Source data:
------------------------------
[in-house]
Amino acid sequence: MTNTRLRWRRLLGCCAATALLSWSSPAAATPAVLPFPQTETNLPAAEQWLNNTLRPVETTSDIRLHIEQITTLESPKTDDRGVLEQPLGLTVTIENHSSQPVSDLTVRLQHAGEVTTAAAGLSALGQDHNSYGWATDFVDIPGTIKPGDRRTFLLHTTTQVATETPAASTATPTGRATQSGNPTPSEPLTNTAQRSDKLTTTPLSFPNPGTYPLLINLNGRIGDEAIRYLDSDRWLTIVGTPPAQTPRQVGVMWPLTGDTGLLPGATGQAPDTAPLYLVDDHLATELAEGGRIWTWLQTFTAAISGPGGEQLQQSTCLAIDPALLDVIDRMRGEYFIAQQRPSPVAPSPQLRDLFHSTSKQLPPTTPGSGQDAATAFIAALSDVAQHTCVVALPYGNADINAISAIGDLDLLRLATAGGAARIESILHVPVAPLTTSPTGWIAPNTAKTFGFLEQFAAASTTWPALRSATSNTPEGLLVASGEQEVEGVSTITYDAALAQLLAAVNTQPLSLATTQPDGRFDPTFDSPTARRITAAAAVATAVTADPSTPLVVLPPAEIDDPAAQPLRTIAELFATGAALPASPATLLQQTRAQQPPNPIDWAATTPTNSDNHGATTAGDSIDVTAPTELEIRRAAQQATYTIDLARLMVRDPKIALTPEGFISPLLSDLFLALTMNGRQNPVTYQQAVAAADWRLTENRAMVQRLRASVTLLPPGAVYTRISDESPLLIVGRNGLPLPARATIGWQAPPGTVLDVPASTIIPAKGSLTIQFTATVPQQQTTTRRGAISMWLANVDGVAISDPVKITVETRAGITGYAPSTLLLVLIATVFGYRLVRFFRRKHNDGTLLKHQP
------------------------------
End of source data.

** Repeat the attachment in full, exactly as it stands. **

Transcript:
[in-house]
Amino acid sequence: MTNTRLRWRRLLGCCAATALLSWSSPAAATPAVLPFPQTETNLPAAEQWLNNTLRPVETTSDIRLHIEQITTLESPKTDDRGVLEQPLGLTVTIENHSSQPVSDLTVRLQHAGEVTTAAAGLSALGQDHNSYGWATDFVDIPGTIKPGDRRTFLLHTTTQVATETPAASTATPTGRATQSGNPTPSEPLTNTAQRSDKLTTTPLSFPNPGTYPLLINLNGRIGDEAIRYLDSDRWLTIVGTPPAQTPRQVGVMWPLTGDTGLLPGATGQAPDTAPLYLVDDHLATELAEGGRIWTWLQTFTAAISGPGGEQLQQSTCLAIDPALLDVIDRMRGEYFIAQQRPSPVAPSPQLRDLFHSTSKQLPPTTPGSGQDAATAFIAALSDVAQHTCVVALPYGNADINAISAIGDLDLLRLATAGGAARIESILHVPVAPLTTSPTGWIAPNTAKTFGFLEQFAAASTTWPALRSATSNTPEGLLVASGEQEVEGVSTITYDAALAQLLAAVNTQPLSLATTQPDGRFDPTFDSPTARRITAAAAVATAVTADPSTPLVVLPPAEIDDPAAQPLRTIAELFATGAALPASPATLLQQTRAQQPPNPIDWAATTPTNSDNHGATTAGDSIDVTAPTELEIRRAAQQATYTIDLARLMVRDPKIALTPEGFISPLLSDLFLALTMNGRQNPVTYQQAVAAADWRLTENRAMVQRLRASVTLLPPGAVYTRISDESPLLIVGRNGLPLPARATIGWQAPPGTVLDVPASTIIPAKGSLTIQFTATVPQQQTTTRRGAISMWLANVDGVAISDPVKITVETRAGITGYAPSTLLLVLIATVFGYRLVRFFRRKHNDGTLLKHQP